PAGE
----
CommunityElections

Yes on Prop 19 Still Leads 47% to 43%; Support For Marijuana Legalization Measure Drops Slightly

Vote Yes on 19 poster from 1972

Yes on 19 Marijuana Legalization Campaign Poster. (Bolerium Books/LA Weekly)

This November voters in California will vote on Proposition 19, deciding the fate of marijuana’s legalization, regulation and taxation. According to the latest SurveyUSA poll of likely voters, the proposition still hold a modest lead with 47% of voters saying they are certain to vote yes while only 43% say they are certain to vote no.

SurveyUSA (8/31-9/1)
Prop 19
Certain Yes 47
Certain No 43
Not Certain 10

This represents a slight drop in support for Prop 19 compared to the last time SurveyUSA polled the state three weeks ago. Their preview polls taken August 9th-11th and July 8th-11th both found 50% of likely voters certain to vote yes in favor of legalization, and 40% certain to vote no on Prop 19.

Looking at the cross tabs the general patterns of support for Prop 19 and marijuana legalization in general remain little changed. Men support the measure strongly (54% yes – 41% no) while women are slightly opposed (40% yes – 46% no). It is still heavily supported by young voters but opposed by older voters. Not surprisingly the Bay Area is the region of the state that most strongly backs the ballot initiative.

There are roughly two months until the election and one month until early voting starts on October 4th. Yes on Prop 19 still has a small lead but that lead has narrowed slightly. With such a close race and relatively few undecided voters the success or failure of Prop 19 will likely come down to turnout. The big question remains: Will the young voters who overwhelming support legalizing marijuana turnout in large numbers to put Prop 19 over the top?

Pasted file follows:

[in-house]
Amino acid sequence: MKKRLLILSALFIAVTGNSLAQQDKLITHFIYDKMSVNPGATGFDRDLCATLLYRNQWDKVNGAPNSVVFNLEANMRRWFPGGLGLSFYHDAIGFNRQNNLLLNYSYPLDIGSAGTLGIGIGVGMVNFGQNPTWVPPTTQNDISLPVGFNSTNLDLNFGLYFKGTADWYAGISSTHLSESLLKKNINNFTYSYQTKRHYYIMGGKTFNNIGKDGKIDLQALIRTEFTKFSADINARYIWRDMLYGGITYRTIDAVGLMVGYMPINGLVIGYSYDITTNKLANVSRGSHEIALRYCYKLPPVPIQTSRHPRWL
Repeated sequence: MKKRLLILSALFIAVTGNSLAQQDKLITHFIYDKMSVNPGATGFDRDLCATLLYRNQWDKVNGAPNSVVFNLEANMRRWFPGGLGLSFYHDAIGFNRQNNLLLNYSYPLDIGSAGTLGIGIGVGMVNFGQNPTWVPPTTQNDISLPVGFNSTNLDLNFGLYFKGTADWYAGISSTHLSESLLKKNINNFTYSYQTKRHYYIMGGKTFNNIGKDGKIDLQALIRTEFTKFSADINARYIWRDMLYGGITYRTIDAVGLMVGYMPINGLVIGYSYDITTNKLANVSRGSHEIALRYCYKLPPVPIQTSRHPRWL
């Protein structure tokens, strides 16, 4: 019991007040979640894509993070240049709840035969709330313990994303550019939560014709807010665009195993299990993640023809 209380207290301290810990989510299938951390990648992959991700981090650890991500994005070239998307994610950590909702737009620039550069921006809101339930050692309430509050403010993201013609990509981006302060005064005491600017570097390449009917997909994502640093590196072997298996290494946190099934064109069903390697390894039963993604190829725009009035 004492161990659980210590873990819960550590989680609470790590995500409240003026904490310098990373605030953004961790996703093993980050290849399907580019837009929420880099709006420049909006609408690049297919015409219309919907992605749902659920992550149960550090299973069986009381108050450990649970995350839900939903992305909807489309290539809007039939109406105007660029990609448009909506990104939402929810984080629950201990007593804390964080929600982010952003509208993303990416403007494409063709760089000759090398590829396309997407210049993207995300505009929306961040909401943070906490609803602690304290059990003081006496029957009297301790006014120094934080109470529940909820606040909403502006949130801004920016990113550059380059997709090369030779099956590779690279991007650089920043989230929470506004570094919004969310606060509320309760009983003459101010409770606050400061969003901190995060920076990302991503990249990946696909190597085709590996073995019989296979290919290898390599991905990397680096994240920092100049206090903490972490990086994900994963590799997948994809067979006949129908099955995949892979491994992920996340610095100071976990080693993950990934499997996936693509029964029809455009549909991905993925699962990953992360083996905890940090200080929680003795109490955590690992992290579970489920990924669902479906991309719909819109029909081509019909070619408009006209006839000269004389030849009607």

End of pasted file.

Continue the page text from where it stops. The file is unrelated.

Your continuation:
Very strong youth turnout could make the different between a narrow two percentage point loss for Prop 19 and a narrow two point victory for Prop 19.

CommunityFDL Main Blog

Yes on Prop 19 Still Leads 47% to 43%; Support For Marijuana Legalization Measure Drops Slightly

Vote Yes on 19 poster from 1972

Yes on 19 Marijuana Legalization Campaign Poster. (Bolerium Books/LA Weekly)

This November voters in California will vote on Proposition 19, deciding the fate of marijuana’s legalization, regulation and taxation. According to the latest SurveyUSA poll of likely voters, the proposition still hold a modest lead with 47% of voters saying they are certain to vote yes while only 43% say they are certain to vote no.

SurveyUSA (8/31-9/1)
Prop 19
Certain Yes 47
Certain No 43
Not Certain 10

This represents a slight drop in support for Prop 19 compared to the last time SurveyUSA polled the state three weeks ago. Their preview polls taken August 9th-11th and July 8th-11th both found 50% of likely voters certain to vote yes in favor of legalization, and 40% certain to vote no on Prop 19.

Looking at the cross tabs the general patterns of support for Prop 19 and marijuana legalization in general remain little changed. Men support the measure strongly (54% yes – 41% no) while women are slightly opposed (40% yes – 46% no). It is still heavily supported by young voters but opposed by older voters. Not surprisingly the Bay Area is the region of the state that most strongly backs the ballot initiative.

There are roughly two months until the election and one month until early voting starts on October 4th. Yes on Prop 19 still has a small lead but that lead has narrowed slightly. With such a close race and relatively few undecided voters the success or failure of Prop 19 will likely come down to turnout. The big question remains: Will the young voters who overwhelming support legalizing marijuana turnout in large numbers to put Prop 19 over the top?

Very strong youth turnout could make the different between a narrow two percentage point loss for Prop 19 and a narrow two point victory for Prop 19.

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Jon Walker

Jon Walker

Jonathan Walker grew up in New Jersey. He graduated from Wesleyan University in 2006. He is an expert on politics, health care and drug policy. He is also the author of After Legalization and Cobalt Slave, and a Futurist writer at http://pendinghorizon.com

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